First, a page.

Tuesday, November 09, 2010

Fela Kuti remembered...

Neil Spencer recalls Fela Kuti.
He was meant to be a doctor, an upstanding member of Nigeria's elite like his father, an Anglican pastor who had founded the Nigeria Union of Teachers, and his mother, an aristocrat, nationalist and fiery feminist who had won the Lenin peace prize. His two brothers were already committed to the medical profession to which he was likewise promised. At 20 he would study in England, where his first cousin, Wole Soyinka, was already making waves as a literary lion.

Instead, Fela Ransome-Kuti became infamous, an outlaw musician who declared himself president of his own "Kalakuta Republic", a sprawling compound in the suburbs of Lagos that housed his recording studio and offered sanctuary to the dispossessed. At his club, the Shrine, his band played until dawn while dozens of singers and dancers writhed and glittered amid drifts of igbo smoke. Here, Nigeria's corrupt dictators were denounced and ancient Yoruban deities honoured, all to a relentless backdrop of the "Afrobeat" that Fela had distilled from the musical collision of Africa and black America.
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Huun Huur Tu: Ancestors Call

Robin Denselow reviews Huun Huur Tu's Ancestors Call.
You wait for months for a new album of Tuvan throat singing, and then two come along at once. After Albert Kuvezin's entertaining experiments in mixing this extraordinary vocal technique with Japanese poetry and British musicianship, here's an exhilarating set from one of the finest bands working in this remote area of Asia, out on the Mongolian border. Huun Huur Tu are an all-singing four-piece who have learned the traditional skill of producing many notes at once, and are also multi-instrumentalists, mixing drums and percussion with flute, the igli fiddle or doshpuluur lute.
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Souad Massi: O Houria (Liberty)

Andy Gill reviews Souad Massi's Ô Houria (Liberty)
Eleven years as an expatriate Algerian have left their mark on Massi's music, in which the strains of Arabic and western influences are more tightly intertwined than for any comparable crossover artist.

That's most evident, on this follow-up to 2005's Mesk Elil, in the track "All Remains to Be Done", where the skirling textures of Mehdi Habbad's oud ride an urgent folk-rock groove, his virtuoso solo skimming the song's surface.
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Related Posts:
Souad Massi, Mesk Elil
Souad Massi: Ô Houria (Liberty)

Interview with Femi Kuti

Jane Cornwell interviews Fela Kuti's oldest son Femi Kuti.
He's been threatened with jail, even with death. They've tried censoring him, bribing him, incriminating him and closing him down. But still Femi Kuti won't shut up. "When violence and injustice touch you personally, you can't just walk away," says the 48-year-old musician and bandleader, eldest son of Afrobeat legend Fela Kuti.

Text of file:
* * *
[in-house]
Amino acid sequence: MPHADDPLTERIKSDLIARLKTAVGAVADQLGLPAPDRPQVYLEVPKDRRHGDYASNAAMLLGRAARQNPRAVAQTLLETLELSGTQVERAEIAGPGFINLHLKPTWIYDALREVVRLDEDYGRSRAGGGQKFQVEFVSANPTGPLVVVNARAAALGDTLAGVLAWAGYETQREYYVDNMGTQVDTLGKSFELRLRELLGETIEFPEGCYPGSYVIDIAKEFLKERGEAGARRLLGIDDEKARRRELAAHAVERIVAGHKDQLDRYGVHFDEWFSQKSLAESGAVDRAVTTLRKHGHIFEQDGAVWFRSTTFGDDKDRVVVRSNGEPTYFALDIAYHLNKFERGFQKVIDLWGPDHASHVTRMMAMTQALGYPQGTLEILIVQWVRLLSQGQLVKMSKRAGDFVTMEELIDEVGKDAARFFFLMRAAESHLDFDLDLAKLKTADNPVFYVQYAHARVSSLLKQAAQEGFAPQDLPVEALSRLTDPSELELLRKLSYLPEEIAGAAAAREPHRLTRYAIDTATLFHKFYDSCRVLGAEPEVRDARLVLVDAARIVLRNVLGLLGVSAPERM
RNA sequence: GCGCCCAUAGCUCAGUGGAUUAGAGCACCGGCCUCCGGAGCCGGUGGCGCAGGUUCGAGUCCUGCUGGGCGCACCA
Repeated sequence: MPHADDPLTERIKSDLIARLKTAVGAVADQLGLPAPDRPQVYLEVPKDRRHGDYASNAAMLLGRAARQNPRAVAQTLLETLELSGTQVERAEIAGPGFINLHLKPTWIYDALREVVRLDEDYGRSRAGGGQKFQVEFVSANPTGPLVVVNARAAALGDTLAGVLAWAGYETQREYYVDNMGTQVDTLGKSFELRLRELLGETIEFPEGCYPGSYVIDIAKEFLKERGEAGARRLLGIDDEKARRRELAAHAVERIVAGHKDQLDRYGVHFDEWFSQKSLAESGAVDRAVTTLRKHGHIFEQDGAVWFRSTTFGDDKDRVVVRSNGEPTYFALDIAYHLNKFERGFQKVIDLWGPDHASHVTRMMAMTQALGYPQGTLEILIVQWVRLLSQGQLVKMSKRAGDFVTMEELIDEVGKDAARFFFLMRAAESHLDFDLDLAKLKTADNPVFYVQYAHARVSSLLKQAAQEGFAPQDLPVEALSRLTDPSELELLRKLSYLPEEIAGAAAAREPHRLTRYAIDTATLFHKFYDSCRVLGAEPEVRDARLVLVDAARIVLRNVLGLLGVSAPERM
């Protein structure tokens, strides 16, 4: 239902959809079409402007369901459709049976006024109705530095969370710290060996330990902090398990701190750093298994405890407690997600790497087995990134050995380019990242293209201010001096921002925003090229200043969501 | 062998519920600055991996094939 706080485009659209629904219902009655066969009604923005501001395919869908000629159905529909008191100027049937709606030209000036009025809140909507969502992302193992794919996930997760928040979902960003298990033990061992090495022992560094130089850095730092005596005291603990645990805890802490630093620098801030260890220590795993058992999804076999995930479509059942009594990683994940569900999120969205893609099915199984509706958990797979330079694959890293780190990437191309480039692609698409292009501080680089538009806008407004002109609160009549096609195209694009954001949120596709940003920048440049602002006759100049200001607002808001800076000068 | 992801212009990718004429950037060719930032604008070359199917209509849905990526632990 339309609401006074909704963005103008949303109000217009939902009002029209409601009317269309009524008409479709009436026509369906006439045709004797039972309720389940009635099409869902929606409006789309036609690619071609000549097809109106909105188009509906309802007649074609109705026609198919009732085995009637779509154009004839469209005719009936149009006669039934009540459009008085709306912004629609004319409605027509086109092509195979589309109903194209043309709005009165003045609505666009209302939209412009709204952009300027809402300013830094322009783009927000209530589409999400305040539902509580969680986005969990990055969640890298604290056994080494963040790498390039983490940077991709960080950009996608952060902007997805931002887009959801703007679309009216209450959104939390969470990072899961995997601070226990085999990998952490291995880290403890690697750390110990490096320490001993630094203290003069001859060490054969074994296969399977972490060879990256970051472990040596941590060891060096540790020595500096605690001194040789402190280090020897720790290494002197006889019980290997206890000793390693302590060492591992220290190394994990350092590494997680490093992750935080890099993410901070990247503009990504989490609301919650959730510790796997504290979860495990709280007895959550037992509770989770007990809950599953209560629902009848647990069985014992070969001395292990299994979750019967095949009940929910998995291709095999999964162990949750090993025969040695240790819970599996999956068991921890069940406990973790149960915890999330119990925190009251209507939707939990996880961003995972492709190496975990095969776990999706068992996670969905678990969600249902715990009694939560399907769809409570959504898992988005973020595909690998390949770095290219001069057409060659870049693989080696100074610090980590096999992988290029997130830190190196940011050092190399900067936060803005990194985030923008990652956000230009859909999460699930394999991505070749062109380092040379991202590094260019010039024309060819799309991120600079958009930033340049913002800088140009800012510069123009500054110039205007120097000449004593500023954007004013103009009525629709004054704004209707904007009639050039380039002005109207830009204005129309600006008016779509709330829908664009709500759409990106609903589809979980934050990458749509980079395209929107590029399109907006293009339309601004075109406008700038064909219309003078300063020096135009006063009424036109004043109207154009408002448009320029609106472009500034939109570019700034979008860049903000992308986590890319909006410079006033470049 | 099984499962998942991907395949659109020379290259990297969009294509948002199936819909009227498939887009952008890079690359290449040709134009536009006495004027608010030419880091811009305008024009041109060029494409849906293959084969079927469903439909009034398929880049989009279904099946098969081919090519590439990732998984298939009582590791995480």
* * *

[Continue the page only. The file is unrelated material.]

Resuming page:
"Nigeria is in turmoil. There is corruption and poverty beyond your imagination. My music reminds people what is going on. My songs are part of the fight."

Fast, furious songs with titles such as Nobody Beg, Bad Government and Can't Buy Me feature on the Kuti scion's new album, Africa for Africa, a back-to-Afrobeat-basics affair he launched last month in Lagos as part of Felabration, a festival held annually in honour of his father. "Since the time of independence/ the suffer still dey increase," he sang in Nigeria's pidgin, a saxophone around his neck, his 14-piece Positive Force orchestra blasting out a trademark mix of jazz, funk and African rhythms.

The venue was the New Africa Shrine, an aircraft hangar-style space named after the nightclub founded by Fela in 1970, razed to the ground by armed police in 1977 and rebuilt by Femi and his sister Yeni in 2000. Here dancers gyrate in wooden cages above the dance floor. Walls are hung with portraits of Malcolm X, Martin Luther King Jr and the other black leaders who shaped the thoughts of Fela Anikulapo Kuti -- for many Africans, the greatest leader of them all. A sort of Graceland for Fela fans, the shrine remains a hothouse of dissent and a thorn in the side of the Nigerian authorities, who are celebrating the country's 50 years of independence from Britain.
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Related Posts:
Joe Tangari's review of Femi Kuti's The Best of Femi Kuti

Monday, November 08, 2010

Souad Massi: O Houria (Liberty)

Robin Denselow reviews Souad Massi's Ô Houria (Liberty)
When Souad Massi released Raoui, nine years ago, she sounded like a north African answer to Françoise Hardy, with her exquisite songs of lost love and longing for home. Now she seems to be treading water. The new album is varied but lightweight; her voice is as cool and breathy as ever, but not all the songs do her justice. She returns to her early style with the charming Samira Meskina and Nacera, but is hampered by predictable musical settings, while on Everything I Love it sounds as if she is aiming for the easy-listening market.
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